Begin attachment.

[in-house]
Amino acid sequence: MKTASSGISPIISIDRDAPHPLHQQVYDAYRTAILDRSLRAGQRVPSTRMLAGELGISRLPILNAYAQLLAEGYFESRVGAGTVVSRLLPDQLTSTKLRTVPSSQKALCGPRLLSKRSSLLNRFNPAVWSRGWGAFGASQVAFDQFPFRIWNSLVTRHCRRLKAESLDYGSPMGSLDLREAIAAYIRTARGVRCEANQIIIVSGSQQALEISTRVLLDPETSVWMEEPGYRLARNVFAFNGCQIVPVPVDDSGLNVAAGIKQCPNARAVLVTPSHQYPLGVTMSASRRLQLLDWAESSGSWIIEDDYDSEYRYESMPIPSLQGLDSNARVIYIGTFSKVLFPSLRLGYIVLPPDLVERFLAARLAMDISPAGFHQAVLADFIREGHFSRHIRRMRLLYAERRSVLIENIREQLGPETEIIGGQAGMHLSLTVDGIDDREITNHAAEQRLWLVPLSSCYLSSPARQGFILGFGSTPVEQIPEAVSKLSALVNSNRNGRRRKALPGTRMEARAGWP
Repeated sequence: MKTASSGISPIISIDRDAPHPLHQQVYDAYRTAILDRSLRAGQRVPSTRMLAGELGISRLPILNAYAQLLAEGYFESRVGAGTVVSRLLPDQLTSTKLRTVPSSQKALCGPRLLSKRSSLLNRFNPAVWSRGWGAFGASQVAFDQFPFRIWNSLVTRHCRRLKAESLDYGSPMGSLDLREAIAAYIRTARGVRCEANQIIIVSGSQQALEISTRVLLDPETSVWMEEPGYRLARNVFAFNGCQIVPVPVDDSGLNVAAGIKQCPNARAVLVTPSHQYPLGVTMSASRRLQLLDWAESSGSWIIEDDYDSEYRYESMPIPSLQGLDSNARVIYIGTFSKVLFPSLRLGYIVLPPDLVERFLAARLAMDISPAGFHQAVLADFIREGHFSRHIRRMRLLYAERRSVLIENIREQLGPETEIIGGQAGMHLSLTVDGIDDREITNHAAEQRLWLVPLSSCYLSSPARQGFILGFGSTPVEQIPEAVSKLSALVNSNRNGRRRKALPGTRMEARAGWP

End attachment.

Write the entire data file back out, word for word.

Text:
[in-house]
Amino acid sequence: MKTASSGISPIISIDRDAPHPLHQQVYDAYRTAILDRSLRAGQRVPSTRMLAGELGISRLPILNAYAQLLAEGYFESRVGAGTVVSRLLPDQLTSTKLRTVPSSQKALCGPRLLSKRSSLLNRFNPAVWSRGWGAFGASQVAFDQFPFRIWNSLVTRHCRRLKAESLDYGSPMGSLDLREAIAAYIRTARGVRCEANQIIIVSGSQQALEISTRVLLDPETSVWMEEPGYRLARNVFAFNGCQIVPVPVDDSGLNVAAGIKQCPNARAVLVTPSHQYPLGVTMSASRRLQLLDWAESSGSWIIEDDYDSEYRYESMPIPSLQGLDSNARVIYIGTFSKVLFPSLRLGYIVLPPDLVERFLAARLAMDISPAGFHQAVLADFIREGHFSRHIRRMRLLYAERRSVLIENIREQLGPETEIIGGQAGMHLSLTVDGIDDREITNHAAEQRLWLVPLSSCYLSSPARQGFILGFGSTPVEQIPEAVSKLSALVNSNRNGRRRKALPGTRMEARAGWP
Repeated sequence: MKTASSGISPIISIDRDAPHPLHQQVYDAYRTAILDRSLRAGQRVPSTRMLAGELGISRLPILNAYAQLLAEGYFESRVGAGTVVSRLLPDQLTSTKLRTVPSSQKALCGPRLLSKRSSLLNRFNPAVWSRGWGAFGASQVAFDQFPFRIWNSLVTRHCRRLKAESLDYGSPMGSLDLREAIAAYIRTARGVRCEANQIIIVSGSQQALEISTRVLLDPETSVWMEEPGYRLARNVFAFNGCQIVPVPVDDSGLNVAAGIKQCPNARAVLVTPSHQYPLGVTMSASRRLQLLDWAESSGSWIIEDDYDSEYRYESMPIPSLQGLDSNARVIYIGTFSKVLFPSLRLGYIVLPPDLVERFLAARLAMDISPAGFHQAVLADFIREGHFSRHIRRMRLLYAERRSVLIENIREQLGPETEIIGGQAGMHLSLTVDGIDDREITNHAAEQRLWLVPLSSCYLSSPARQGFILGFGSTPVEQIPEAVSKLSALVNSNRNGRRRKALPGTRMEARAGWP